It's ironic that Queensland introduced compulsory voting in state elections in 1915 and the Commonwealth followed in 1924. And no one has yet explained what dismantling this simple requirement would serve. Except as big Mal and Barners noted, "special interests" and the extremes.
    It's also ironic that Queensland's voting history has seen it swing like a yo-yo, with a unicameral system that does nothing to provide any kind of review of the doings of the likes of Peter Beattie ... or Campbell Newman.
    And if you want to cite the Germans, check out the ancient Greeks, who didn't mind fining the wealthy for failing to participate:
    Despite the charm of the Aristotelian ideal of participation, the political reality of ancient Athens pointed at the practical difficulty of its application. Ironically, the number of citizens who shirked their duties towards the state tended to grow then too. Aristophanes, the famous comic script writer, called them ‘escaping citizens’
    He provided evidence about the phenomenon of abstention through his satiric hero Dikaiopolis (literally, just-state-man): ‘some chit-chatted in the market, skedaddled here and there, to avoid the red rope’
    In fact, we learn from this quote that the authorities in Athens urged all citizens to directly take part in the works of the governing assembly, the ecclesia, by laying a rope with fresh red paint around it; those who tended to linger behind were marked with the rope’s red colour and charged with a fine. Aristophanes mocks the authorities for this practice by making his comic hero shout: ‘O city, city! I am always first to come to the assembly and sit there’
    No one expects Australians to be the first to hare off to the assembly and sit there, but how hard is it to expect them to turn up maybe once a year to mark off a ballot paper? How is this taking a system for granted and believing it is fair? And BTW, cats and dogs may lie down and live together, and nothing wrong with that. :)

  6. Lets go back not only to the good ole US of A but to the good ole days here as well.

    I remember when my mum was not entitled to vote in SA parliamentary elections.

    Oz citizen , born here, not a crim ever, sane, working adult, all the usual criteria satisfied. Except one. She wasn't a male. In the days when only males [eg my dad] could get house mortgages. her name was not on the deed. Therefore she wasn't a landowner [remember the good ole good ole days when only gentlemen of worth could vote?] and was not entitled to vote in Local Council elections [not that my rural city had such anyway, we were run by an appointed city council] nor the Legislative Council.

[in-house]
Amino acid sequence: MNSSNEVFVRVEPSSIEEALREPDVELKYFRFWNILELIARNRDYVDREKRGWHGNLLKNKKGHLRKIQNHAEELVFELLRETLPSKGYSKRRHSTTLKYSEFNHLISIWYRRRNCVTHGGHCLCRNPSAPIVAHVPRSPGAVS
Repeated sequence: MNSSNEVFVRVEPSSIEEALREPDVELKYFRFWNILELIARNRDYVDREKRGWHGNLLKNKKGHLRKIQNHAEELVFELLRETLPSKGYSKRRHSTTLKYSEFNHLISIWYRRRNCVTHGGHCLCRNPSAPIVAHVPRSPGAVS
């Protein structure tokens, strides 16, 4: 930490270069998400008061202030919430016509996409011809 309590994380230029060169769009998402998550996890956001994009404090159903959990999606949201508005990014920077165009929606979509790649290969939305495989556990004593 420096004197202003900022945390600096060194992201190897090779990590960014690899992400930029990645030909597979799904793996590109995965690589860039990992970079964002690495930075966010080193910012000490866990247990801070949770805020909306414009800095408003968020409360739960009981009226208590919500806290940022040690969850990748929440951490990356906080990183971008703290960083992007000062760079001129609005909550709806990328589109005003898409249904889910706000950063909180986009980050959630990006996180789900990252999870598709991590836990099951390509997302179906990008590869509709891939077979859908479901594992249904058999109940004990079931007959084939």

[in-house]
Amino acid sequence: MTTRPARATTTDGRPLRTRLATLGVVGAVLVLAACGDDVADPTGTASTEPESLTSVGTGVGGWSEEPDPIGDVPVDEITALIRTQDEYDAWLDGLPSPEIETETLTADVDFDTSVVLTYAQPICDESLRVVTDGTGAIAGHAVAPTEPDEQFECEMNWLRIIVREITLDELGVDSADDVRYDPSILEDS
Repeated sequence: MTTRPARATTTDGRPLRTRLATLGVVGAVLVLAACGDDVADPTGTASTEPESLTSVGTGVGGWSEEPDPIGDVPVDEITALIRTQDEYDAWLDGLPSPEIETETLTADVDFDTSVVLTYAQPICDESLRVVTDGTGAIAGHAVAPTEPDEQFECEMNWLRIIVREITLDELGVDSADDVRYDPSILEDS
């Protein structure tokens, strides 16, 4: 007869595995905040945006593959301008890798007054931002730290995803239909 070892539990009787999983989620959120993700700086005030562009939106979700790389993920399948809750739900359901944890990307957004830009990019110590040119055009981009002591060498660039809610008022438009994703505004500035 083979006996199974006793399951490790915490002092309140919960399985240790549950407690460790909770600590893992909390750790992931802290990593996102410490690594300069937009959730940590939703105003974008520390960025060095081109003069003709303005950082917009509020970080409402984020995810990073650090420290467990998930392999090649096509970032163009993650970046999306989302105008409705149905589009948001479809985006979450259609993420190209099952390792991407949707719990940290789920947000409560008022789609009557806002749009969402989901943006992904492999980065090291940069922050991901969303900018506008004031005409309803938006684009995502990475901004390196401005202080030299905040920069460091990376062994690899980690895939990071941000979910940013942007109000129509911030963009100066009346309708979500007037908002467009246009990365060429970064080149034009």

That was the state of affairs until about 1970 when Donny Dunstan [gore bless him] pulled a swifty and had the rules changed.
    Mum appreciated that.

    So lets go back to that eh?
    And ... make election day be a Tuesday when all the plebs are working [except those that don't] and will find it hard to vote even if they want to.

    Works for the Repubs ...sort of.


  7. Good old Donny Dunstan! The pond could never get his recipe for olives to work but fondly remembers listening to him rant about the glories of SABCO for what seemed like hours. And he wore dapper shorts and turned back the waves at Glenelg to save Adelaide.

    Great times Fred, and I remember the days of Dunstan as a heady exciting brew. SA really did punch above its innovative weight. The weight of incumbent power mongering is easily forgotten, and especially the mustiness of the born to rule mob of North Terrace and Sir Thomas Playford.

    We might also remember that indigenous people were only offered a voluntary right to vote in March 1962 in federal elections, and amazingly in due course they even stopped being counted amongst the flora and fauna.

    The reality is that before mandatory voting was generally introduced in Australia, participation was as low as 47% and it now routinely reaches into the nineties.

    But there are lots of people who would love to disenfranchise a lot of people, relying on apathy, disinterest and alienation to do their work. It's part of a dumbing down, which ensures the political class can get on with business with the help of those enthusiasts who can summon up the energy to participate ...

  8. "Imagine the stench, imagine having to hold your nostrils, going into vote in Mirabella's electorate, knowing that your vote was wasted ... "

    I don't have to imagine it, I used to live in Sturt which has essentially the same problem.